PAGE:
Nodosaurs, or members of the family Nodosauridae, were armored, herbivorous (plant-eating) dinosaurs that lived from the Late Jurassic to Early Cretaceous periods (163 to 65 million years ago). Approximately five nodosaur specimens have been found in marine deposits in several areas of Alabama, all within the Black Belt. These animals lived at a time when a shallow ocean covered the southern half of Alabama and the northern half was likely dominated by closed-canopy forests.
Nodosaurs were quadrupedal (walked on four legs) and classified in the order Ornithischia, meaning they had "bird-like" hip structures; this order includes the well-known Stegosaurus and Triceratops. Nodosaurs are closely related to members of the family Ankylosauridae and both belong to the clade Ankylosauria. All members of the Ankylosauria are characterized by having short limbs, a flat and low skull, and bony armor (known as dermal osteoderms) that covered much of their skull and back. Nodosaurs differ from ankylosaurs in having a long, tapering tail rather than the ankylosaurs' club-like tail. Several types of nodosaurs are also known to have premaxillary teeth (meaning teeth at the very front of their upper jaws), a trait that is absent in all known species of ankylosaurs. Although some members of the Ankylosauria are known to have grown as large as a mini-van, in Alabama, the nodosaurs tended to be smaller, ranging from 6 to 9 feet in length. The isolated nature of nodosaur finds suggests these egg-laying dinosaurs probably lived a largely solitary life.
Remains of nodosaurs have been discovered in numerous locations around the world, including Antarctica, Asia, Europe, and North America. In Alabama, nodosaur bones have been discovered in the Black Belt counties of Dallas, Greene, Hale, Lowndes, and Montgomery in Late Cretaceous marine formations that range from 83 to 65 million years old. These geologic strata include the Tombigbee Member of the Eutaw Formation, the Mooreville Chalk, and the Ripley Formation.
Currently, there are 23 genera and 29 species that are recognized within the family Nodosauridae. Unfortunately, due to the limited preservation and rarity of nodosaur bones found in the state, Alabama nodosaurs cannot so far be assigned to any of the known taxa. However, much like other dinosaurs discovered in Alabama, such as Appalachiosaurus montgomeriensis and Lophorhothon atopis, nodosaur remains found in the state could represent a new genus and species. During the Late Cretaceous, what is now the central United States was covered by a large ocean known as the Western Interior Seaway. This seaway separated, for nearly 60 million years, the dinosaurs of eastern North America from those in the northern and western parts of the continent. This long period of isolation would have provided more than enough time for nodosaurs in Alabama to evolve characteristics distinct from those of all other known nodosaur species. More complete specimens will need to be discovered before any definite conclusions can be reached.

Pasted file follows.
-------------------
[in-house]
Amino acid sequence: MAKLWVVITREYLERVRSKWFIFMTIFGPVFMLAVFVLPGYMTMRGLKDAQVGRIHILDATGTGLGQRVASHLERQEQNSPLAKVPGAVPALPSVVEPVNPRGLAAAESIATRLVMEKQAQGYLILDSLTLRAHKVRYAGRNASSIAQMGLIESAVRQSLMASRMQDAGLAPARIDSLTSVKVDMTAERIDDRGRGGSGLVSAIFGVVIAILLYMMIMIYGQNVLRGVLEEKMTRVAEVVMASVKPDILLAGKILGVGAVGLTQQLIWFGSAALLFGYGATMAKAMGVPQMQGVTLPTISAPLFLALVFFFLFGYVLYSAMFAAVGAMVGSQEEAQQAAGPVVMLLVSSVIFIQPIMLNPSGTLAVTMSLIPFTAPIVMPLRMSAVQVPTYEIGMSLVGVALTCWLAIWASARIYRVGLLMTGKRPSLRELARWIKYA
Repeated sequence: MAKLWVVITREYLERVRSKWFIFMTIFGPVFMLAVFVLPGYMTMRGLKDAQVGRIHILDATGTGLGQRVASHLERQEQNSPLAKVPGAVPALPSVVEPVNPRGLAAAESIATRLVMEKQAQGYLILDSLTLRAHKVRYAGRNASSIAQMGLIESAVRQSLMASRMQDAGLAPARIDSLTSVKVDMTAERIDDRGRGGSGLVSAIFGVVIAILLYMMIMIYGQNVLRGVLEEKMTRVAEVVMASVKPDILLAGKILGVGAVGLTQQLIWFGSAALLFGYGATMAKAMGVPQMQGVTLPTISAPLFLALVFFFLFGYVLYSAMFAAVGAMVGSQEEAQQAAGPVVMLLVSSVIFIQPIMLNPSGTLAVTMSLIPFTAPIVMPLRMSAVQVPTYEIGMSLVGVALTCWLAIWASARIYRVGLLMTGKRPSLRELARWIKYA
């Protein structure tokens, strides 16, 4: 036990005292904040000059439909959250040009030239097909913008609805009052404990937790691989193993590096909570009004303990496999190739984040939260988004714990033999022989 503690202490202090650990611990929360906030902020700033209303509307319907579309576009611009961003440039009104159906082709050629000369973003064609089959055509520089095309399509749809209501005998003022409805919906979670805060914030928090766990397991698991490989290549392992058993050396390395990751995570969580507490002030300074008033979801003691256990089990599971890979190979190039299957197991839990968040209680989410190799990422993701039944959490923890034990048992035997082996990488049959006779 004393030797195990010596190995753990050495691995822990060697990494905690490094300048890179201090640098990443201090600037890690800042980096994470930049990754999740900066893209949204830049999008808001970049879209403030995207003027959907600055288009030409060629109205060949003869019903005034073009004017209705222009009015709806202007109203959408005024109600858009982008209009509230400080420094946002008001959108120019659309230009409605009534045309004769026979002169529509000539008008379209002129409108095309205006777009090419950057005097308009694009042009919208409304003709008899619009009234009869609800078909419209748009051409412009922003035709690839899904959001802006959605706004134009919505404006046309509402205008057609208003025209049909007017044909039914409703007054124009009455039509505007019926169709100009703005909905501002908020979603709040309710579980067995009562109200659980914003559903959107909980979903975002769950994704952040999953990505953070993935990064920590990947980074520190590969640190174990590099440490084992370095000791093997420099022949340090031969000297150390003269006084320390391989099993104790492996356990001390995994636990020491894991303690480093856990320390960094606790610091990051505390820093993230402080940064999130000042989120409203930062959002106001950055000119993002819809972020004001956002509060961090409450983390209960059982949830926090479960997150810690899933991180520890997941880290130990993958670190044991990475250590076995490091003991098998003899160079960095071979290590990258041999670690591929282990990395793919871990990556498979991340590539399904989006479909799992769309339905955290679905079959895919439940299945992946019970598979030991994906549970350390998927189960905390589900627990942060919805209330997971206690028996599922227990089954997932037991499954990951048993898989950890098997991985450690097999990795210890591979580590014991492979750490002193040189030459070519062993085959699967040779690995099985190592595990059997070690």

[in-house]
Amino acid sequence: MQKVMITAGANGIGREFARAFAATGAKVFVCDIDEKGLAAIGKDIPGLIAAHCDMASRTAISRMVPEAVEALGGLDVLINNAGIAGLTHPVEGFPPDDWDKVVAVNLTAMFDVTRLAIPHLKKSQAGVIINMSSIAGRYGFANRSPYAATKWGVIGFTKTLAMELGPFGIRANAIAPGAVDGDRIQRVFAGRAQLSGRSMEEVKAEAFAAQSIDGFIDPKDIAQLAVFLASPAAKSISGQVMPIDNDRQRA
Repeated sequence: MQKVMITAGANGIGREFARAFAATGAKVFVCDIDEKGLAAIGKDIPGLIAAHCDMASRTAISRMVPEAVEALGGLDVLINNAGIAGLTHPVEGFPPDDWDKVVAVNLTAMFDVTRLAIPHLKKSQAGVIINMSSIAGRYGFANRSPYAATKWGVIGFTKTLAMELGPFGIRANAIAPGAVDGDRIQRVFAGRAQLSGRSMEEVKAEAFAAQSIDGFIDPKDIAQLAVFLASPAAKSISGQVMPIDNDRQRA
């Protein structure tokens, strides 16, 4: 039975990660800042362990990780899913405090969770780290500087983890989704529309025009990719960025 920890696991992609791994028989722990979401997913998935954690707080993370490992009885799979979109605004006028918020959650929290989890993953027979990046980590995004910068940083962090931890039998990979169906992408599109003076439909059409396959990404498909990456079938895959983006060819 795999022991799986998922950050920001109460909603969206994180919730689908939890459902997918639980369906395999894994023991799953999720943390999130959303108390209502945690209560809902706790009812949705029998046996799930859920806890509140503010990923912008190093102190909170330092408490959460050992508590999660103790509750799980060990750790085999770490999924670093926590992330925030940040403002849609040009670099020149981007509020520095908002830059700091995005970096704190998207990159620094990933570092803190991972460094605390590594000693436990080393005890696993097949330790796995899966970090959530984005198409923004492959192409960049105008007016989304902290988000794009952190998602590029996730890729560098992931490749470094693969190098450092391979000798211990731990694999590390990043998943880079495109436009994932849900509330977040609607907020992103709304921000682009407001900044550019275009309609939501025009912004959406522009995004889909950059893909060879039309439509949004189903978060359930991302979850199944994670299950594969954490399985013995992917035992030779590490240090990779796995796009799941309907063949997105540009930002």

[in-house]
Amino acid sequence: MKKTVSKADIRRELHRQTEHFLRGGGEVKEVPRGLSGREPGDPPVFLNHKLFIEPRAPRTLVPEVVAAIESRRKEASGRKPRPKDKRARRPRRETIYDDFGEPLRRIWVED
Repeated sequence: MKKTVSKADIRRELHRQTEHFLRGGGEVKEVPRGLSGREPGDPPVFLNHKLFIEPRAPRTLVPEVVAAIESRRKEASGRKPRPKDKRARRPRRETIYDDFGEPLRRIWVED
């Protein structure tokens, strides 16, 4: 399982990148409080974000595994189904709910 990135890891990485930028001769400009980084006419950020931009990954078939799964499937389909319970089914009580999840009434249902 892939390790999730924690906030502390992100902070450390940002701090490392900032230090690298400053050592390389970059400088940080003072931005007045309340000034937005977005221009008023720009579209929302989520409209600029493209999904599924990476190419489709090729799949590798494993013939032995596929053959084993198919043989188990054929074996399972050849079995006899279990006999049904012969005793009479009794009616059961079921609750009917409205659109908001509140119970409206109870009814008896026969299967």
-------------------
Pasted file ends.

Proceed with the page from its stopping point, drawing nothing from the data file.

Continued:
Nodosaurs were terrestrial (lived on land), but all of the recovered remains in Alabama (as well as those from the other dinosaurs in the state) have been discovered within marine deposits among shark teeth, sea turtle bones, and oysters. This odd occurrence is a result of these dinosaurs dying on the sea shore and being washed out to sea.
The most complete nodosaur specimen known from Alabama was discovered in the 1960s in Lowndes County and is on display at the McWane Science Center in Birmingham, Jefferson County. Belonging to a very young individual, this specimen includes a partial cranium (with upper and lower teeth), limb material, vertebrae, and dermal osteoderms. These remains currently represent the second most complete nodosaur ever discovered east of the Mississippi River. The most complete skeleton, that of Propanoplosaurus marylandicus, was discovered in Maryland in 1997.
The first published account of a nodosaur from Alabama was written by paleontologist Wann Langston of the National Museum
of Canada in 1960. He described a partial hipbone that was discovered by C. F. Barber, a field scientist for Chicago's Field
Museum of Natural History, in Dallas County in 1945. This isolated specimen can currently be found in the vertebrate paleontology collections at the
Field Museum. Remains of other Alabama nodosaurs can be found in the collections at McWane Science Center in Birmingham and
the Alabama Museum of Natural History in Tuscaloosa, Tuscaloosa County. Several nodosaur fossils discovered in nearby Mississippi are currently housed at the Mississippi Museum of Natural Science
in Jackson and the National Museum of Natural History in Washington, D.C.
Langston, Wann, Jr. The Dinosaurs. Vol. 4, The Vertebrate Fauna of the Selma Formation in Alabama. Chicago, Ill.: Chicago Museum of Natural History, 1960.
Cutchins, Judy, and Ginny Johnson. Dinosaurs of the South. Sarasota, Fla.: Pineapple Press, 2002.
Ebersole, Sandy M., and James. L. King. A Review of Non-Avian Dinosaurs from the Late Cretaceous of Alabama, Mississippi, Georgia, and Tennessee. Bulletin of the Alabama Museum of Natural History 28. Tuscaloosa, Ala.: Alabama Museum of Natural History, 2011.
McWane Science Center
Published January 13, 2014
Last updated June 24, 2014